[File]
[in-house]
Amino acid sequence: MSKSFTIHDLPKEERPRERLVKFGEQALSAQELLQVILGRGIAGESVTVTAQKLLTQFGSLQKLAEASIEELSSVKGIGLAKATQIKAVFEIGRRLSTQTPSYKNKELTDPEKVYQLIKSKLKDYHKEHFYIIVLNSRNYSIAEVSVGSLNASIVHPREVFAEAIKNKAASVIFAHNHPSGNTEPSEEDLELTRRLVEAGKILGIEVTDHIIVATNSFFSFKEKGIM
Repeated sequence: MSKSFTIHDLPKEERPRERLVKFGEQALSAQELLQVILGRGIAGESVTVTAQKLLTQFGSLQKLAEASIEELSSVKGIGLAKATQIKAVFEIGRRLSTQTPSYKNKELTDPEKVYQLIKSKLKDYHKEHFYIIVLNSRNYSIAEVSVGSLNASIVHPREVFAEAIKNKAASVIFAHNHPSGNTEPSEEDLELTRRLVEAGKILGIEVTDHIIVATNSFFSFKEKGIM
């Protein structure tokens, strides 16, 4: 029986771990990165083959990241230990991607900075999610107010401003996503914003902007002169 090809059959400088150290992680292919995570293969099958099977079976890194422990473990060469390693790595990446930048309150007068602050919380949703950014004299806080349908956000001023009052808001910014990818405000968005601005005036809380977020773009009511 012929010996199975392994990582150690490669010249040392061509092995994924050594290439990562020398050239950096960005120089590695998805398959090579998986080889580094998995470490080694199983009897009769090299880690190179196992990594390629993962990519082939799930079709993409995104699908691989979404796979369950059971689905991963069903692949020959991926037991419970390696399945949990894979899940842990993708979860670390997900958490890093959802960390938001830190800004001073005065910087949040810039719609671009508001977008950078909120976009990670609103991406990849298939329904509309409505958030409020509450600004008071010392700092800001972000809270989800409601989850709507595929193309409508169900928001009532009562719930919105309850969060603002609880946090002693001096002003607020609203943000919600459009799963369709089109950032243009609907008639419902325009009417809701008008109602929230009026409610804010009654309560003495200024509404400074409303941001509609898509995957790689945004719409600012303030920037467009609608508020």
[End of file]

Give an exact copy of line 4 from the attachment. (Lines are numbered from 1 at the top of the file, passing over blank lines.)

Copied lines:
């Protein structure tokens, strides 16, 4: 029986771990990165083959990241230990991607900075999610107010401003996503914003902007002169 090809059959400088150290992680292919995570293969099958099977079976890194422990473990060469390693790595990446930048309150007068602050919380949703950014004299806080349908956000001023009052808001910014990818405000968005601005005036809380977020773009009511 012929010996199975392994990582150690490669010249040392061509092995994924050594290439990562020398050239950096960005120089590695998805398959090579998986080889580094998995470490080694199983009897009769090299880690190179196992990594390629993962990519082939799930079709993409995104699908691989979404796979369950059971689905991963069903692949020959991926037991419970390696399945949990894979899940842990993708979860670390997900958490890093959802960390938001830190800004001073005065910087949040810039719609671009508001977008950078909120976009990670609103991406990849298939329904509309409505958030409020509450600004008071010392700092800001972000809270989800409601989850709507595929193309409508169900928001009532009562719930919105309850969060603002609880946090002693001096002003607020609203943000919600459009799963369709089109950032243009609907008639419902325009009417809701008008109602929230009026409610804010009654309560003495200024509404400074409303941001509609898509995957790689945004719409600012303030920037467009609608508020």